Close encounters of the contact kind

My post today forms part of the Weekly Adoption Shout Out theme – contact.

Direct contact – close encounters of the third kind.

I make no bones of using this opportunity to plant a few thoughts.

However your family is made, imagine for a moment being together.  There will be love and laughter, conflicts and hopes, truth and denial, loss and increase; celebration and heartache – all in one room.  If we had to give that melting pot of experience a name, it would be something deeply evocative emotive; overflowing with depth and timbre.

In our adoptive families, they would have us believe the name of that gathering is ‘contact’.

Contact: a junction of surfaces, mutual tangency of the limbs of two celestial bodies, the junction of two electrical conductors, an association or relationship [Mirriam Webster].

Contact: an authority centric, institution focused, top down term that sanitises basic human bonds and strips them of all their wonder and emotion [Mumdrah]

Contact: a euphemism that tastes bitter on the tongue; tinny, awkward, hollow, municipal.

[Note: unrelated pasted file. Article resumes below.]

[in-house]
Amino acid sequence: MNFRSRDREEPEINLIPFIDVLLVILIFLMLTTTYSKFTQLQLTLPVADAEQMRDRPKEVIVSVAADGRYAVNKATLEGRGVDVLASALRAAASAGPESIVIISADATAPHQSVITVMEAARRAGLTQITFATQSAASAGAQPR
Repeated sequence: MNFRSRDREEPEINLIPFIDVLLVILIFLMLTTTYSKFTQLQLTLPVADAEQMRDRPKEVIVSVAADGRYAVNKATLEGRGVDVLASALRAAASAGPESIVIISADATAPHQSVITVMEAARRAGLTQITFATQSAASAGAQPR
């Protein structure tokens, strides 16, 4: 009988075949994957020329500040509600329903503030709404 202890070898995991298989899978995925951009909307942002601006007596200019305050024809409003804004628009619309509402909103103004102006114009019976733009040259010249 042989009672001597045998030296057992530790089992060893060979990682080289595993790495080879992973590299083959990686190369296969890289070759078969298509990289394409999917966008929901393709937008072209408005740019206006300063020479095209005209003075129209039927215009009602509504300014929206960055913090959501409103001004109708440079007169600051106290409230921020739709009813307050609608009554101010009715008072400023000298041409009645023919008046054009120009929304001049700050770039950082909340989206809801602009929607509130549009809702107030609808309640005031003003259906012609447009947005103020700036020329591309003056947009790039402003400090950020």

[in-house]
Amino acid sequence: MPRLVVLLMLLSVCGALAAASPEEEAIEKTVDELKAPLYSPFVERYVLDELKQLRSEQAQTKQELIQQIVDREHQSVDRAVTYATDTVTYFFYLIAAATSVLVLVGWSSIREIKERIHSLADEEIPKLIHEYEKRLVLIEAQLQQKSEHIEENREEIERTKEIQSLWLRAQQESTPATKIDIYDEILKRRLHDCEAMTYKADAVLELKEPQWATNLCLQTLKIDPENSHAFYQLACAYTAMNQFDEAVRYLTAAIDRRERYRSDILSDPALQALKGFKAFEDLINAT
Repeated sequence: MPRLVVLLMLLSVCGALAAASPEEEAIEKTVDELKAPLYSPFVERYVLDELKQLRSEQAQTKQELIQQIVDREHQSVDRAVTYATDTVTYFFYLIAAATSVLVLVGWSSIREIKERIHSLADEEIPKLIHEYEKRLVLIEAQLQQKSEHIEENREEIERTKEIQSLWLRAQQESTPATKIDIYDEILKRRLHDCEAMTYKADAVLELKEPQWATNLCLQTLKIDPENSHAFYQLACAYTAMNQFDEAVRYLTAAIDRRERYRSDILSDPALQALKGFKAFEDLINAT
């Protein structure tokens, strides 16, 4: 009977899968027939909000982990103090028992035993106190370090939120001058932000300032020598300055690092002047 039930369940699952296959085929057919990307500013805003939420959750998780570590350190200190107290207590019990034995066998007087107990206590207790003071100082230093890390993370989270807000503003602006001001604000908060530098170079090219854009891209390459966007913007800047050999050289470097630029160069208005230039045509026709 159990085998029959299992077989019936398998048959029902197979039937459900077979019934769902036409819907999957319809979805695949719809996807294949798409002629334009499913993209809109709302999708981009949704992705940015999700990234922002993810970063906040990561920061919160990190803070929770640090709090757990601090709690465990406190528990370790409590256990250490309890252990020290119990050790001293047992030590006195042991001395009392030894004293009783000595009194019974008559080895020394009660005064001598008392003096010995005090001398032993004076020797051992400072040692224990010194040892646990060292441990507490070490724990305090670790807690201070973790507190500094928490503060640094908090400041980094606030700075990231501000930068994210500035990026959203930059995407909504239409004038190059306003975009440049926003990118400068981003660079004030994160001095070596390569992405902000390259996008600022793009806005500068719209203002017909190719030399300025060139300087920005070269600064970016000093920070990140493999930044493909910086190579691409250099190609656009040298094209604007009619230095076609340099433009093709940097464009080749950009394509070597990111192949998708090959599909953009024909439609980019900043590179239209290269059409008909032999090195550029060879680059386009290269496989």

Contact: an instruction that communicates duty; an obligation to be endured.

Contact: a scene coloured with the grey of secrets, suspicion and partition.

Contact: a concept that turns a family encounter into nothing more than a meeting.

Contact: a word that transforms a family into alien nations struggling to overcome translation.

Words are powerful; metaphors for our cognitive framework. They inform our thoughts, our feelings and our actions.  This policy wonk terminology of adoption sculpts the lives of everyone and anyone who enters. Unaware, we inherit this pervasive language and it shapes our families to its own design.  Our use of it builds a restrictive cage around us, and perpetuates the trauma and isolation of adoption. It divides us and separates us, and upholds a system that is way off course.

These sterile words keep us all from a different way of thinking and understanding; one that could feed and nourish the road to healing and wholeness.  By using them, we collude and ally ourselves with their negative values. The mindset these words creates seems to undermine and fracture the families they describe.

Indirect contact.  Direct contact: all I can think of are those five iconic musical notes.

Think now how differently it would feel if instead of ‘contact’ we:

Gather. Visit. Party. Flock. Swarm. Throng. Huddle. Rally.  Assemble. Powwow. Get together.

I work hard not to be infected by this terminology of adoption, and I reject their words #bethechange